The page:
A sound taxonomic foundation is fundamental for all biological sciences from ecology and conservation biology to proteomics and genomics (Wheeler et al. 2004; Wilson 2004). The circumscription and naming of taxa enable the quantification of meaningful units as well as reproducibility within and between scientific studies, the very cornerstone of science. However, species show variable degrees of intraspecific variation, which may be geographically structured, and species delimitation is not always straightforward (Sites and Marshall 2003, 2004). With a vast and complex literature on different species concepts (e.g., Ruse 1969; Nixon and Wheeler 1990; Mayden 1997; Wheeler and Meier 2000), it is encouraging that a consensus view now seems to be emerging, according to which species are seen as separately evolving metapopulation lineages (de Queiroz 2007). Adhering to this “unified species concept” enables more straightforward tests of the validity of species as well as of infrasubspecific taxa. Morphological variants labeled as “forms”, “varieties”, or “ecomorphs” have been described in numerous taxa, both in the past and more recently (Snyder and Hansen 1940; Askew 1970; McLean and Kanner 2005; Mateos 2008). However, what these labels really refer to often remain unclear, undefined or, untested with quantitative data. The international code of zoological nomenclature (ICZN 1999) establishes that infrasubspecific names of the type “var.” and “form” are valid as subspecific names only, if described before 1961 and the author did not explicitly intend them to be of infrasubspecific rank. Here, we leave the debate on subspecies aside, because it is only relevant for allopatric or parapatric distributions (circular range overlap excepted; Wilson and Brown 1953; Starrett 1958; Wilson 1994). Names that refer to sympatrically occurring phenotypic forms or varieties can be explicitly tested using recent advances in applying molecular data and statistical analyses (Sites and Marshall 2003, 2004; Pons et al. 2006; Fontaneto et al. 2007; Knowles and Carstens 2007; Rosenberg 2007; Rodrigo et al. 2008).
Based on the ideas of the unified species concept, there are multiple relevant lines of evidence of speciation, all of which are found in previous species concepts, but as part of the definition (de Queiroz 2007). Examples include the cessation of geneflow, phenetical distinctiveness, diagnosability, ecological niche differentiation, and reciprocal monophyly and several recent methods have been developed to quantitatively test the evidence in favour of, or against, speciation. The general mixed Yule coalescence method (GMYC) (Pons et al. 2006; Fontaneto et al. 2007) provides a quantitative way of circumscribing species without any prior knowledge using single-locus DNA. The method only delimits reciprocally monophyletic species, hence all recognized species under the GMYC model satisfy at least that nonabsolute, but indicative criterion. Specifically, GMYC combines the coalescent process model for populations with the Yule speciation model for species to find the maximum likelihood threshold solution of an ultrametric gene tree. It separates branches that likely represent separate species from branches that are better modeled as within-species coalescents. Rosenberg (2007) and Rodrigo et al. (2008) developed different tests, but aimed at testing the same null hypothesis: could the observed pattern be derived by chance from a single- panmictic population? In Rosenberg's (2007) test, the pattern observed is two reciprocally monophyletic clades and the sample size of each clade determines the probability of observing the pattern under a single-panmictic population. Rodrigo et al.'s (2008) test instead focus on the branch length ratio of the assumed species ingroup node to the tips and the ingroup node to the immediate ancestral node. This is basically a quantitative measure of the “distinctiveness of clusters” often referred to visually on NJ-trees in DNA barcoding studies (Hogg and Hebert 2004; Koch 2010), but is here tested against the probability of seeing the observed ratio under a single-panmictic population. Rejecting the null under both tests imply reduced or absent geneflow between populations and if sympatrically occurring, evidence of species.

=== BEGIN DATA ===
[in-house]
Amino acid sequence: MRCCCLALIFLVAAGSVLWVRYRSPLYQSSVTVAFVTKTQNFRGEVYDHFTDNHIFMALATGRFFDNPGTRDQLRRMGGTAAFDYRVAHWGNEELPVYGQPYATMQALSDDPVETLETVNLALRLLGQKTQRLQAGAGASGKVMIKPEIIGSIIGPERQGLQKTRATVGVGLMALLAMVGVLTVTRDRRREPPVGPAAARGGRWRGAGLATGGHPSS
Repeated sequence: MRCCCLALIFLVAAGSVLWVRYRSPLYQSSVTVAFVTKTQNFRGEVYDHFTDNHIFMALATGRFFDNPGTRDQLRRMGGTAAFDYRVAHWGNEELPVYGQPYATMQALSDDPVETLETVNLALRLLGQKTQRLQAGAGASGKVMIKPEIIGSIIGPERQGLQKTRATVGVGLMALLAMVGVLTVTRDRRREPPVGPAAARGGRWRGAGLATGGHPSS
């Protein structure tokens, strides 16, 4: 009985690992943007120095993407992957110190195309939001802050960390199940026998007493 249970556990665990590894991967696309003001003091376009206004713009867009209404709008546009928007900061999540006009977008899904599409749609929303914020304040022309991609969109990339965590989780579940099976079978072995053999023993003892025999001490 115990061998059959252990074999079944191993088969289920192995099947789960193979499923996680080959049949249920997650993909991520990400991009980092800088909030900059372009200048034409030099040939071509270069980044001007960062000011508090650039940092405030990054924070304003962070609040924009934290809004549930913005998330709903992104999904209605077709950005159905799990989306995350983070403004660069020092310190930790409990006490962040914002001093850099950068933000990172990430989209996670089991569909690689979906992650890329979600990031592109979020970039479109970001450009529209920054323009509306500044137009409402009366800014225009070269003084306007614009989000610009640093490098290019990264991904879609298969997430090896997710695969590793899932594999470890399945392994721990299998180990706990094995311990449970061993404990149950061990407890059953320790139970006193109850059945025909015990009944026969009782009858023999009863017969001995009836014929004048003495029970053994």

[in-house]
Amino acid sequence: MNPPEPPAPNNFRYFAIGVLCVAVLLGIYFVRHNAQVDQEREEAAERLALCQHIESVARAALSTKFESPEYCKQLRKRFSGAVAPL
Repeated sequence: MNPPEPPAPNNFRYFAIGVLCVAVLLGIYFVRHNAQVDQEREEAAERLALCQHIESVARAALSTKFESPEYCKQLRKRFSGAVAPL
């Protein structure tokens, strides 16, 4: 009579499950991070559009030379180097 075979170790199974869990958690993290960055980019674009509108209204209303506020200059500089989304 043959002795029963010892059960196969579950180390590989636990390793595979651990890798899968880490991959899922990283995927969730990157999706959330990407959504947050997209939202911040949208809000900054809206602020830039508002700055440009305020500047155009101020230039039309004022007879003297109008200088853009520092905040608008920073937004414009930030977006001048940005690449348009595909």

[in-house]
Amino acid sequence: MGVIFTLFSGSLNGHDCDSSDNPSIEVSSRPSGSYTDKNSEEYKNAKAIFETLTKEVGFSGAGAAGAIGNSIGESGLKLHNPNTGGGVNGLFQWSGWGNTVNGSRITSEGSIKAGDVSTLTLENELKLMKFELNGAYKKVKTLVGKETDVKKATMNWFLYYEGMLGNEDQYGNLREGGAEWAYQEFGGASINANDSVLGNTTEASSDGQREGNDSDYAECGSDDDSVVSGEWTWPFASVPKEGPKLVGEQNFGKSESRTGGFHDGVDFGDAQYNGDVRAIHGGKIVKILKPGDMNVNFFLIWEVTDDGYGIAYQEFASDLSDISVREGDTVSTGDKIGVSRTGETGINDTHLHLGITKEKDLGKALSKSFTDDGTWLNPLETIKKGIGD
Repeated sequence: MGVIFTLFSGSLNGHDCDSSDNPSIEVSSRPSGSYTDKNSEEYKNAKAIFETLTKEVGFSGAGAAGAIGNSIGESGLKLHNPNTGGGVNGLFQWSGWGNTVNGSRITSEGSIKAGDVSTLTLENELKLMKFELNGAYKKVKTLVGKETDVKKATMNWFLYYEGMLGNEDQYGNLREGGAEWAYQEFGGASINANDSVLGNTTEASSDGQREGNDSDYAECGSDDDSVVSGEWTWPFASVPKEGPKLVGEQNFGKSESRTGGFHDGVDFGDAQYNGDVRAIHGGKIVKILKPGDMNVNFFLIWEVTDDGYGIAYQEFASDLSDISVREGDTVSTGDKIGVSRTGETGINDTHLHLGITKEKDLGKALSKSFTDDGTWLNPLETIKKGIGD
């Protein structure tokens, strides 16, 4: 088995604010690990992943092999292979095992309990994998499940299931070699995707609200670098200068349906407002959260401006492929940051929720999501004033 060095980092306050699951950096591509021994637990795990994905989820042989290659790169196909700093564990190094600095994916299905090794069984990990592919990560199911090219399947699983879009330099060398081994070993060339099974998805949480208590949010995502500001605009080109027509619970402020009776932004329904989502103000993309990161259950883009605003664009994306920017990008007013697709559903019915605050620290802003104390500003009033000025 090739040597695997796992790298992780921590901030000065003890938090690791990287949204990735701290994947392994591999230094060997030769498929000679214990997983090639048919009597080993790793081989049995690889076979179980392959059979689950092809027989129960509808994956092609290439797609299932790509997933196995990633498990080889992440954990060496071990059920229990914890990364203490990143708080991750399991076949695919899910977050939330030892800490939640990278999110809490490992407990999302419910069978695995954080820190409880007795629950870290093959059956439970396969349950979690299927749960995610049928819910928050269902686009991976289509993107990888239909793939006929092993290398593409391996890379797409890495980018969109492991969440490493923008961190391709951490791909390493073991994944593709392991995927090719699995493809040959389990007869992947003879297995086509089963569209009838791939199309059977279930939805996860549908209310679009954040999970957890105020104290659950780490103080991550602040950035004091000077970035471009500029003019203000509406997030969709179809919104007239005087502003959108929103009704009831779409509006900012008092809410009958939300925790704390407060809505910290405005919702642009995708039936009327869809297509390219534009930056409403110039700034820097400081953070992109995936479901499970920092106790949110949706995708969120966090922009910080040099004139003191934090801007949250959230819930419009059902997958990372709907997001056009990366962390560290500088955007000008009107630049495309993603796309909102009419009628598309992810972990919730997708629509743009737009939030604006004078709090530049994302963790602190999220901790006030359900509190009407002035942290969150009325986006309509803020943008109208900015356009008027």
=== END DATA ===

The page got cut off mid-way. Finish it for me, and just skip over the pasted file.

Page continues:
Preferably, the circumscription of separately evolving metapopulation lineages should be based on multiple lines of evidence (de Queiroz 2007), why we use quantitative morphological, nuclear, and mitochondrial data for species delimitation. This integrative taxonomic methodology is a powerful tool in resolving taxonomical problems and will in this study on water mites (Hydrachnidia) be applied to already known species (Unionicola minor (Soar, 1900), Piona stjordalensis (Thor 1897) [=curvipes stjørdalensis], P. imminuta s. lat. (Piersig 1897), P. rotundoides (Thor 1897)) (Biesiadka 1977; Davids and Kouwets 1987; Gerecke 2011), which have in the past been regarded as intraspecific forms to a sympatrically occurring nominate species (U. minor in relation to U. crassipes (Müller, 1776), P. stjordalensis and P. imminuta s. lat. both in relation to Piona coccinea (Koch, 1836), P. rotundoides in relation to P. pusilla (Neuman, 1875)) (Viets 1982, 1987). We also test a form presently without accepted species status, synonymous to the nominate species (P. dispersa Sokolow 1926 in relation to P. variabilis (Koch, 1836)) (Böttger and Ullrich 1974; Gerecke 2011). They can all be found in freshwater habitats in Europe and have a chaotic taxonomical history (Lundblad 1962; Viets 1987; European Water Mite Research 2009). For example, the following taxon names are also involved in the same species complexes, but of debated taxonomic status: U. crassipes f. octopora Maglio, 1924, U. crassipes f. reducta Lundblad 1924; U. laurentiana Crowell and Davids 1979; U. nearctica Crowell and Davids 1979; P. coccinea f. confertipora Walter, 1927, P. coccinea f. hankensis Sokolow, 1931, Piona coccinea f. recurva Lundblad 1920; P. coccinea f. gracilipalpis Lundblad 1924; the colour variant P. coccinea f. caesia Thor, 1925; P. pusilla f. disjuncta Viets, 1930, the smaller variant P. pusilla f. tenera Lundblad 1925, P. pusilla f. disparilis (Koenike, 1895), P. pusilla f. acutipes Viets, 1954, P. pusilla f. rotundiformes Lundblad, 1938, P. africana Viets, 1940, and P. sudamericana Viets, 1910) (Lundblad 1920, 1924, 1962; Viets 1982, 1987). Within the species-rich Hydrachnidia, variable sympatrically occurring intraspecific populations have in the past frequently been called forms (Lundblad 1962; Viets 1982, 1987). Despite the large extent of water mite forms currently still unsolved, for example, the problematic P. nodata group, there are few molecular studies on cryptic water mite species (but see Edwards and Dimock 1997; Bohonak 1999; Edwards et al. 1999; Bohonak et al. 2004; Ernsting et al. 2006, 2008). This is the first time the status of Unionicola minor, Piona stjordalensis, P. imminuta s. lat., P. rotundoides, and P. dispersa are tested using molecular data. We apply statistical phylogenetic, species delimitation, and population genetic methods to explicitly test diagnosability, geneflow, monophyly, and phenetic distinctiveness.